Published on in Vol 6 (2023)

This is a member publication of University of Bristol (Jisc)

Preprints (earlier versions) of this paper are available at, first published .
Physical Activity Surveillance in Children and Adolescents Using Smartphone Technology: Systematic Review

Physical Activity Surveillance in Children and Adolescents Using Smartphone Technology: Systematic Review

Physical Activity Surveillance in Children and Adolescents Using Smartphone Technology: Systematic Review


Centre for Exercise, Nutrition and Health Sciences, School for Policy Studies, University of Bristol, Bristol, United Kingdom

Corresponding Author:

Nur Izzatun Nasriah Nasruddin, BSc, MSc

Centre for Exercise, Nutrition and Health Sciences

School for Policy Studies

University of Bristol

8 Priory Road

Bristol, BS8 1TZ

United Kingdom

Phone: 44 117 455 2103


Background: Self-reported physical activity (PA) questionnaires have traditionally been used for PA surveillance in children and adolescents, especially in free-living conditions. Objective measures are more accurate at measuring PA, but high cost often creates a barrier for their use in low- and middle-income settings. The advent of smartphone technology has greatly influenced mobile health and has offered new opportunities in health research, including PA surveillance.

Objective: This review aimed to systematically explore the use of smartphone technology for PA surveillance in children and adolescents, specifically focusing on the use of smartphone apps.

Methods: A literature search was conducted using 5 databases (PubMed, Scopus, CINAHL, MEDLINE, and Web of Science) and Google Scholar to identify articles relevant to the topic that were published from 2008 to 2023. Articles were included if they included children and adolescents within the age range of 5 to 18 years; used smartphone technology as PA surveillance; had PA behavioral outcomes such as energy expenditure, step count, and PA levels; were written in English; and were published between 2008 and 2023.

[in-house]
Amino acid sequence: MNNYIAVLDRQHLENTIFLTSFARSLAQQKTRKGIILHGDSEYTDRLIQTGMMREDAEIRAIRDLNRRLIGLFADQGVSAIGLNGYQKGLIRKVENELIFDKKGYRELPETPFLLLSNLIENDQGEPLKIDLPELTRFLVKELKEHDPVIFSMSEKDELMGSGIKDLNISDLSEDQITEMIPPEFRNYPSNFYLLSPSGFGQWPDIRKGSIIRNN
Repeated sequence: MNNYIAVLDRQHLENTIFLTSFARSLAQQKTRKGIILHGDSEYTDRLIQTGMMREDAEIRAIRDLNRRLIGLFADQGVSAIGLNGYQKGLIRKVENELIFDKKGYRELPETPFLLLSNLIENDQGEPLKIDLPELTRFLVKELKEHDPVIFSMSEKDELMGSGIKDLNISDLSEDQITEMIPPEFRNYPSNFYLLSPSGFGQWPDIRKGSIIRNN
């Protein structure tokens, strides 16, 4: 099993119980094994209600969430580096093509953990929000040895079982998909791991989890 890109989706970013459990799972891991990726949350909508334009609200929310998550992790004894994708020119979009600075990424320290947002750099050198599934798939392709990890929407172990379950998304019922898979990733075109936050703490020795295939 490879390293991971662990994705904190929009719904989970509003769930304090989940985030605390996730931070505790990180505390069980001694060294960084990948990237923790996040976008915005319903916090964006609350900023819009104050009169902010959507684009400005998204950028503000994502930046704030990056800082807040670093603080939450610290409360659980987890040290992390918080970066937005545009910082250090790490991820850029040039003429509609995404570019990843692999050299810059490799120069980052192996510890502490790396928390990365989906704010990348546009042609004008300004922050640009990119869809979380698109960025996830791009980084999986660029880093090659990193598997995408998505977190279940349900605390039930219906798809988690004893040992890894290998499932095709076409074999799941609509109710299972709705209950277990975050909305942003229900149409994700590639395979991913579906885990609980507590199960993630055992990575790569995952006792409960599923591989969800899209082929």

Results: We identified and analyzed 8 studies (5 cross-sectional studies and 3 cohort studies). All participants were aged 12-18 years, and all studies were conducted in high-income countries only. Participants were recruited from schools, primary care facilities, and voluntarily. Five studies used mobile apps specifically and purposely developed for the study, whereas 3 studies used mobile apps downloadable from the Apple App Store and Android Play Store. PA surveillance using these apps was conducted from 24 hours to 4 weeks.

Conclusions: Evidence of PA surveillance using smartphone technology in children and adolescents was insufficient, which demonstrated the knowledge gap. Additional research is needed to further study the feasibility and validity of smartphone apps for PA surveillance among children and adolescents, especially in low- and middle-income countries.

JMIR Pediatr Parent 2023;6:e42461




Research suggests that the period of childhood and adolescence are critical in a person’s development and growth [1]. Engagement in adequate physical activity (PA) results in various health benefits for children, such as lowering the risk of childhood obesity and improving cognitive functioning [2]. Evidence has shown that children who meet PA recommendations have a healthier cardiovascular profile and are likely to become active adults as part of the behavioral carryover effects [3]. According to the World Health Organization, children and adolescents (aged 5-17 years) are recommended to do on average at least 60 minutes of moderate to vigorous PA (MVPA) per day to achieve the associated health benefits [4]. However, the latest World Health Organization report in 2019 found that approximately 80% of school-going adolescents (85% of girls and 78% of boys) aged between 11 and 17 years did not meet this recommendation [5].

Engagement in regular MVPA is associated with numerous health benefits [6,7], including positive cognitive development in children and adolescents [8,9]. Research has also shown that greater benefit may come from vigorous activity intensities, in which aerobic-based activities have the greatest health benefit in school-aged children and youth [6]. Given this, it is of paramount importance that PA in children is accurately measured and assessed to identify current PA levels, monitor compliance with PA recommendations, and assess the effectiveness of intervention programs designed to promote PA in children and adolescents [10,11]. Traditionally, PA in this age group is measured using self-report methods such as questionnaires, diaries, and activity logs as well as objective measurements such as heart rate monitoring, direct observation, doubly labeled water, pedometers, and accelerometers [10,11].